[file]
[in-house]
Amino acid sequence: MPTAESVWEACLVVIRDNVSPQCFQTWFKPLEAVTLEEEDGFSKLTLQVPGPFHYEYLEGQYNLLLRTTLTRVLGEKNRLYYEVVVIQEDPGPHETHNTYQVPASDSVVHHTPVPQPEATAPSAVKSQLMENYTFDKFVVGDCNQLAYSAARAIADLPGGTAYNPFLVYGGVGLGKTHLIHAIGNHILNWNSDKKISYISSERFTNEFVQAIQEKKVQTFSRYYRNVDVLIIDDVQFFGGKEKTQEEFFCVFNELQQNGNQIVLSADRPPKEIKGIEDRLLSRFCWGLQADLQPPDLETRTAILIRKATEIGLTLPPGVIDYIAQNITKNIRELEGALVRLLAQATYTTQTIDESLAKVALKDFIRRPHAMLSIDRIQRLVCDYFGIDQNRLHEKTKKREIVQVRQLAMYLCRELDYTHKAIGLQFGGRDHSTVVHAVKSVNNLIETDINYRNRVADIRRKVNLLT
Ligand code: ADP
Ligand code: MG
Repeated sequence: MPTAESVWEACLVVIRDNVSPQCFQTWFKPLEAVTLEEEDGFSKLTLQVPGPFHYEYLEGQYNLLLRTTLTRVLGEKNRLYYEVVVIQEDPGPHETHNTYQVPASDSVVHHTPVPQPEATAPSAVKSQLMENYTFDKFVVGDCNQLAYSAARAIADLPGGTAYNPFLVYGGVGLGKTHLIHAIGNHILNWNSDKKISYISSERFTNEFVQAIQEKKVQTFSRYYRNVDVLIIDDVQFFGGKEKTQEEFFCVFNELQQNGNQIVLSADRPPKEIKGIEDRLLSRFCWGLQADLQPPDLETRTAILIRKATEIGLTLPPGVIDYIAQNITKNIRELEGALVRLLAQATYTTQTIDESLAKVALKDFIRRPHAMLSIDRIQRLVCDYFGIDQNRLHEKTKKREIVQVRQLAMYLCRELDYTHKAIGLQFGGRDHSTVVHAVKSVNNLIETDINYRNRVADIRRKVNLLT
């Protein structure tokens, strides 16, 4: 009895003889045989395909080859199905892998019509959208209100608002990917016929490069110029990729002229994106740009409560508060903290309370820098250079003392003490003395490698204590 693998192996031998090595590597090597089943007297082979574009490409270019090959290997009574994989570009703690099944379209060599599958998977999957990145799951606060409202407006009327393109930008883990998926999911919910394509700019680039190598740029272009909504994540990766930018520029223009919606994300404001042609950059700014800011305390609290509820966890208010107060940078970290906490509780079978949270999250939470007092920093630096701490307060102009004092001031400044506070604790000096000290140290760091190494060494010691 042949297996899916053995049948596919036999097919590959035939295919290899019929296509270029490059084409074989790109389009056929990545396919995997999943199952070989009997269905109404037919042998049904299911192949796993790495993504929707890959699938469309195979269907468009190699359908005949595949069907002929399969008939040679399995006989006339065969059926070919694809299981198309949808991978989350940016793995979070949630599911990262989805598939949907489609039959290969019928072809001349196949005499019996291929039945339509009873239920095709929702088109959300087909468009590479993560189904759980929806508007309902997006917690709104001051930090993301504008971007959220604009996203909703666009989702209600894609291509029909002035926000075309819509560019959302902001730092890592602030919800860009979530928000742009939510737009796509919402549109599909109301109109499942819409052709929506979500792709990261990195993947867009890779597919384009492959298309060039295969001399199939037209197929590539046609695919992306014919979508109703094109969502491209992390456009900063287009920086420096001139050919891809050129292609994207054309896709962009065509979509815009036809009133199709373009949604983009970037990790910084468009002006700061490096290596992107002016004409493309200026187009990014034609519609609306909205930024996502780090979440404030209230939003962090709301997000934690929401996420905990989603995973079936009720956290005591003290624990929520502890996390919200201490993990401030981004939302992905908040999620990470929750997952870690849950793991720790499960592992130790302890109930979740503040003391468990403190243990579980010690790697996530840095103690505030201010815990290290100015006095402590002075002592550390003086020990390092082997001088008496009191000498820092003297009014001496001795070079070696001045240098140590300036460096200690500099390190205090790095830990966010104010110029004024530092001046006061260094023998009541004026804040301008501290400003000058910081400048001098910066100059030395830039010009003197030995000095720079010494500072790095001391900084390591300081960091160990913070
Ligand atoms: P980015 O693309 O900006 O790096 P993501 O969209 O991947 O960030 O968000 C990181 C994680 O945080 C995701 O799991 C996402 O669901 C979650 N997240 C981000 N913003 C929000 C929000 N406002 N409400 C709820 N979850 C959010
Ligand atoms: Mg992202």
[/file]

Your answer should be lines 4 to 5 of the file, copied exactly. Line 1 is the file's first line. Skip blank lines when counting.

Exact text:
Ligand code: MG
Repeated sequence: MPTAESVWEACLVVIRDNVSPQCFQTWFKPLEAVTLEEEDGFSKLTLQVPGPFHYEYLEGQYNLLLRTTLTRVLGEKNRLYYEVVVIQEDPGPHETHNTYQVPASDSVVHHTPVPQPEATAPSAVKSQLMENYTFDKFVVGDCNQLAYSAARAIADLPGGTAYNPFLVYGGVGLGKTHLIHAIGNHILNWNSDKKISYISSERFTNEFVQAIQEKKVQTFSRYYRNVDVLIIDDVQFFGGKEKTQEEFFCVFNELQQNGNQIVLSADRPPKEIKGIEDRLLSRFCWGLQADLQPPDLETRTAILIRKATEIGLTLPPGVIDYIAQNITKNIRELEGALVRLLAQATYTTQTIDESLAKVALKDFIRRPHAMLSIDRIQRLVCDYFGIDQNRLHEKTKKREIVQVRQLAMYLCRELDYTHKAIGLQFGGRDHSTVVHAVKSVNNLIETDINYRNRVADIRRKVNLLT